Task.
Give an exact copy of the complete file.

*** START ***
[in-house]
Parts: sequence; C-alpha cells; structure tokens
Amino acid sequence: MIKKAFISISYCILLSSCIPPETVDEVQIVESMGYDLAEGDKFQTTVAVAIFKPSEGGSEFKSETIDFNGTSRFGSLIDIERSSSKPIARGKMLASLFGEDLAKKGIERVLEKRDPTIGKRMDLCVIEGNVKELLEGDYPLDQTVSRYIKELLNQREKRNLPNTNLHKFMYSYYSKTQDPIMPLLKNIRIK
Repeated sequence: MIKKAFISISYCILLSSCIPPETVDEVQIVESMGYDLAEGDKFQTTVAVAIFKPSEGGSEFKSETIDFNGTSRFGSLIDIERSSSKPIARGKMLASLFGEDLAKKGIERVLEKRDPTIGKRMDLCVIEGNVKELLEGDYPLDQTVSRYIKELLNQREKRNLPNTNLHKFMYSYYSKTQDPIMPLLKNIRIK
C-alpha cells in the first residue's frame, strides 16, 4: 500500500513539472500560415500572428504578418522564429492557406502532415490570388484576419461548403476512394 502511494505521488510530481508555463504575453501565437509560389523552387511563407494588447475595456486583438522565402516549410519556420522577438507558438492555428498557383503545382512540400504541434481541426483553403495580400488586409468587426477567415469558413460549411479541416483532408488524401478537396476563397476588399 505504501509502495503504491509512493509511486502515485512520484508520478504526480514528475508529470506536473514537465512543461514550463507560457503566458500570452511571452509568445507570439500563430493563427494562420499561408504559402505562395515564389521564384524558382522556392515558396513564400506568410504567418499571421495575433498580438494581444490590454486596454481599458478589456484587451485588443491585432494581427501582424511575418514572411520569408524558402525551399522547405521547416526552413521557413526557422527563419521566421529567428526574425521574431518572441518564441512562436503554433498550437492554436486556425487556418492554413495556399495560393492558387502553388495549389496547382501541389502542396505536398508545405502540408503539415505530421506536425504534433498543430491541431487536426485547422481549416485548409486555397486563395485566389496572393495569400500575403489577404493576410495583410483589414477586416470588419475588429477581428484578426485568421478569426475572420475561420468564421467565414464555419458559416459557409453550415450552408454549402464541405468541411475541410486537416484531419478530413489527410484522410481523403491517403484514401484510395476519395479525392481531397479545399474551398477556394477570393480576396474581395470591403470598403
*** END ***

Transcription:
[in-house]
Parts: sequence; C-alpha cells; structure tokens
Amino acid sequence: MIKKAFISISYCILLSSCIPPETVDEVQIVESMGYDLAEGDKFQTTVAVAIFKPSEGGSEFKSETIDFNGTSRFGSLIDIERSSSKPIARGKMLASLFGEDLAKKGIERVLEKRDPTIGKRMDLCVIEGNVKELLEGDYPLDQTVSRYIKELLNQREKRNLPNTNLHKFMYSYYSKTQDPIMPLLKNIRIK
Repeated sequence: MIKKAFISISYCILLSSCIPPETVDEVQIVESMGYDLAEGDKFQTTVAVAIFKPSEGGSEFKSETIDFNGTSRFGSLIDIERSSSKPIARGKMLASLFGEDLAKKGIERVLEKRDPTIGKRMDLCVIEGNVKELLEGDYPLDQTVSRYIKELLNQREKRNLPNTNLHKFMYSYYSKTQDPIMPLLKNIRIK
C-alpha cells in the first residue's frame, strides 16, 4: 500500500513539472500560415500572428504578418522564429492557406502532415490570388484576419461548403476512394 502511494505521488510530481508555463504575453501565437509560389523552387511563407494588447475595456486583438522565402516549410519556420522577438507558438492555428498557383503545382512540400504541434481541426483553403495580400488586409468587426477567415469558413460549411479541416483532408488524401478537396476563397476588399 505504501509502495503504491509512493509511486502515485512520484508520478504526480514528475508529470506536473514537465512543461514550463507560457503566458500570452511571452509568445507570439500563430493563427494562420499561408504559402505562395515564389521564384524558382522556392515558396513564400506568410504567418499571421495575433498580438494581444490590454486596454481599458478589456484587451485588443491585432494581427501582424511575418514572411520569408524558402525551399522547405521547416526552413521557413526557422527563419521566421529567428526574425521574431518572441518564441512562436503554433498550437492554436486556425487556418492554413495556399495560393492558387502553388495549389496547382501541389502542396505536398508545405502540408503539415505530421506536425504534433498543430491541431487536426485547422481549416485548409486555397486563395485566389496572393495569400500575403489577404493576410495583410483589414477586416470588419475588429477581428484578426485568421478569426475572420475561420468564421467565414464555419458559416459557409453550415450552408454549402464541405468541411475541410486537416484531419478530413489527410484522410481523403491517403484514401484510395476519395479525392481531397479545399474551398477556394477570393480576396474581395470591403470598403